How to Paint an Interior Panel Door How to Paint an Interior Panel Door
When it comes to customizing your home, nothing beats the sturdy, classic beauty of an interior panel door. Although these doors can be quite costly to purchase new, you can achieve the same effect by revitalizing older doors—whether it’s one you already have or one you buy from a used furniture store—with a fresh coat of paint. The following Q&A provides important tips on how to paint interior doors.
Q. Any tips for painting 6-panel interior doors?
A.1. Remove interior panel door and hardware. Carefully put hardware in a bucket and note the direction of the doorknob.
2. Sand with 220-grit using a sanding block on flat areas and a sanding sponge on profiled areas. Be very careful not to break through the paint on corners. Recently I started using a Kilz spray oil based primer for the occasional breakthrough - it dries in 15 minutes and is sand-able. Sand both sides, clean with TSP especially around doorknobs, and then vacuum with a shop vacuum. Finally, run a tack rag over the door. The slightest grit shows with this paint.
3. I used BM Waterborne SI. The only problem I have with this paint is the satin sheen, which is quite a bit duller than semi-gloss trim, but I don't find it objectionable for an interior panel door. I would buy this paint in quarts because it has a short shelf life once opened. It goes a long way. I think it only took 3 1/2 quarts to do 12 doors. Apply as thinly as possible. You have plenty of time to work this paint, so there's no need to rush. Beware of sags in the panel area. When you are finished coating the door, inspect it carefully for a few minutes afterward to catch sags in the panel area. Run your brush under the bottom edge of the door to catch drips - these are very difficult to fix if you miss them. Don't worry too much about puddling in the bottom of the panels - it will flow out nicely.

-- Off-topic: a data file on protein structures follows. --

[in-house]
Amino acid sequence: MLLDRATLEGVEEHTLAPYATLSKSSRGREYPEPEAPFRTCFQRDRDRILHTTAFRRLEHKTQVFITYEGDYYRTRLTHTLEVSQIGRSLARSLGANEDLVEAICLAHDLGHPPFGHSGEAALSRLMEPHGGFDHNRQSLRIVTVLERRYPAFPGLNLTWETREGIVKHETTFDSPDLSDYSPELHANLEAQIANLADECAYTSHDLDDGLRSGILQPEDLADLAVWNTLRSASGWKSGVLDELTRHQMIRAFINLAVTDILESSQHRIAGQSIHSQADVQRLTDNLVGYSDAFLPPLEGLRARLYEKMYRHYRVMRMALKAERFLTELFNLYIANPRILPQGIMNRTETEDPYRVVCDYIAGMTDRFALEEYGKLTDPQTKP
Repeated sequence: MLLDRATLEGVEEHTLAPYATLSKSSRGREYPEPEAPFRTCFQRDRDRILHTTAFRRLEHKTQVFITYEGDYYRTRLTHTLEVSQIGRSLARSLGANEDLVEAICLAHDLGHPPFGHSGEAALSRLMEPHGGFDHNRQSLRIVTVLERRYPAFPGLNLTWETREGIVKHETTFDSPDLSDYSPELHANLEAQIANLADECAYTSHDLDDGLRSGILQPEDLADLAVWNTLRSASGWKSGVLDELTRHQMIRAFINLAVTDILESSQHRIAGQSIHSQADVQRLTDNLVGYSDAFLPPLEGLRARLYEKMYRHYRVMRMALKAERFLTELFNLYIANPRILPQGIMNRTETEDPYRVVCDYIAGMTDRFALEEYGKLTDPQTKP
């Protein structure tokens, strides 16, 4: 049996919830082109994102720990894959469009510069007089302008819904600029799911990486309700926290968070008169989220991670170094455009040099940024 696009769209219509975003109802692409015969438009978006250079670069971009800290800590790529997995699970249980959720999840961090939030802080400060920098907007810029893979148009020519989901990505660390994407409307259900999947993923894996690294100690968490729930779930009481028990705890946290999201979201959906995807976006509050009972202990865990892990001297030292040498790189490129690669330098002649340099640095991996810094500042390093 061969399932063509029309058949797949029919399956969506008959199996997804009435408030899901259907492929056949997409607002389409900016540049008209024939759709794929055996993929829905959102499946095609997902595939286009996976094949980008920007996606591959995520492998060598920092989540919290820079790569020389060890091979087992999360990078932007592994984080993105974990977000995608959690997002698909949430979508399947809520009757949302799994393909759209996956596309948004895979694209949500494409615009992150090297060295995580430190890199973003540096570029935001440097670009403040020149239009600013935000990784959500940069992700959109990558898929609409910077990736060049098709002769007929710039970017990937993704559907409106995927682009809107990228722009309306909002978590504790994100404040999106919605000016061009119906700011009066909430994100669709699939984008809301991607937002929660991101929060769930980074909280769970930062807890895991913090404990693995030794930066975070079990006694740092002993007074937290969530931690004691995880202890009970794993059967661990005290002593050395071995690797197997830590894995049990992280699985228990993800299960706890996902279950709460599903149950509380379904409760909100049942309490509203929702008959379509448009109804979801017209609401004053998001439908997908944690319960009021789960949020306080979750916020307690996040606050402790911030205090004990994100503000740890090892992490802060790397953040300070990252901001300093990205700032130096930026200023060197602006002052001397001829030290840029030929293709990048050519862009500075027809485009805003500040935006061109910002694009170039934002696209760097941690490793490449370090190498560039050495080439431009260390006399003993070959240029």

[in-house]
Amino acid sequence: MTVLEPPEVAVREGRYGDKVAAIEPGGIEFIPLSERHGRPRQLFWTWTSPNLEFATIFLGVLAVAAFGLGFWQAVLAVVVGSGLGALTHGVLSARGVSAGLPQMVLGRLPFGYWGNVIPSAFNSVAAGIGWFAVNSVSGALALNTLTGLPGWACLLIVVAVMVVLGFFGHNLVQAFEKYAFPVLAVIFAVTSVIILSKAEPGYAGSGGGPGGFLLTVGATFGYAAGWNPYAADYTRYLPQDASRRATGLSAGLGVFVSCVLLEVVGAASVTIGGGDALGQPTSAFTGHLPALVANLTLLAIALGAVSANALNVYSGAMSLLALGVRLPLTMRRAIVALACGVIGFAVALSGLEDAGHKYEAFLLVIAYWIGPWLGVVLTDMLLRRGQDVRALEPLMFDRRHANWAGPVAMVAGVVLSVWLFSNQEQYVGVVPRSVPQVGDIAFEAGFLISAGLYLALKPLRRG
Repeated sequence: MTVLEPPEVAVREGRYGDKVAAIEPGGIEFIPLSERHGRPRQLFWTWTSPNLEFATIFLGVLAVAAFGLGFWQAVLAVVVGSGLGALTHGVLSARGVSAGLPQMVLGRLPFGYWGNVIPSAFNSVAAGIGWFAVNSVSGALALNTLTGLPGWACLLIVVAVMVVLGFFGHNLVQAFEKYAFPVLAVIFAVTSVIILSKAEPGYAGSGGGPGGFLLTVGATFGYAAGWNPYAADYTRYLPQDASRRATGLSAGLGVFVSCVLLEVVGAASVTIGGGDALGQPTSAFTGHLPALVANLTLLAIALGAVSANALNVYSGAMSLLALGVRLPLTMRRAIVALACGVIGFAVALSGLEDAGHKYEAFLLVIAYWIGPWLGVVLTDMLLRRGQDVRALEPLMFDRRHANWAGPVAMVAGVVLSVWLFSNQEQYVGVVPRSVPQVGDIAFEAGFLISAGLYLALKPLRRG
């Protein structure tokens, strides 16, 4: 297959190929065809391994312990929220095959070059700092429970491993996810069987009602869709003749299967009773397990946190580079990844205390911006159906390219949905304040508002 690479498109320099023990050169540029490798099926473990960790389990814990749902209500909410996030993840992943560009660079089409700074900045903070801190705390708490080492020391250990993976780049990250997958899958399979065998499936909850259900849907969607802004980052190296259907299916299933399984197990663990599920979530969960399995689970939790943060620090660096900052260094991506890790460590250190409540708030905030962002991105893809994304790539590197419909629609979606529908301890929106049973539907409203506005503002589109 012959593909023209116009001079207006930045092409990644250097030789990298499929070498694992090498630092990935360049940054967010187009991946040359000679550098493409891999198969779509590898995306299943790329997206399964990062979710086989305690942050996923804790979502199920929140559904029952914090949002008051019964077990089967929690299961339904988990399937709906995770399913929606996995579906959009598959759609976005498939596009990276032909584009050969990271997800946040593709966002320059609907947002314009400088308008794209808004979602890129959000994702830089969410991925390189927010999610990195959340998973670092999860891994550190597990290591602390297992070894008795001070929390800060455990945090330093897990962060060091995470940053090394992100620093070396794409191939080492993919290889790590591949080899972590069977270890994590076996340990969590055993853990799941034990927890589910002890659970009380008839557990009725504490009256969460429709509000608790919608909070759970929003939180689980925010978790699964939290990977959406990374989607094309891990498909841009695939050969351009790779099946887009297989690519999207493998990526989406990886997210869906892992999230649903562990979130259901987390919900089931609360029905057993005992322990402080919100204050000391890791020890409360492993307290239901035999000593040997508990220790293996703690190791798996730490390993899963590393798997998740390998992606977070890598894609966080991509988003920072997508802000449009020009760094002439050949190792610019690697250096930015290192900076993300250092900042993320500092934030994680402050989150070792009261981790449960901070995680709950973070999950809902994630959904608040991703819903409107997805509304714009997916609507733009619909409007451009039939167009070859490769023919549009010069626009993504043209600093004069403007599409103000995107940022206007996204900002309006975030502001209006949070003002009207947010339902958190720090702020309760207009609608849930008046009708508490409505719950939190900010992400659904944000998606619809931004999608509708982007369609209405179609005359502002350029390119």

4. Unfortunately, you have to wait at least a day or two before flipping the door and painting the other side or the fresh paint will stick to your sawhorse. Some painters will drive two large screws into the ends of a door so they can flip the door on the sawhorse and paint both sides at once. I wouldn't reinstall the door for a few days since the new paint is somewhat fragile.
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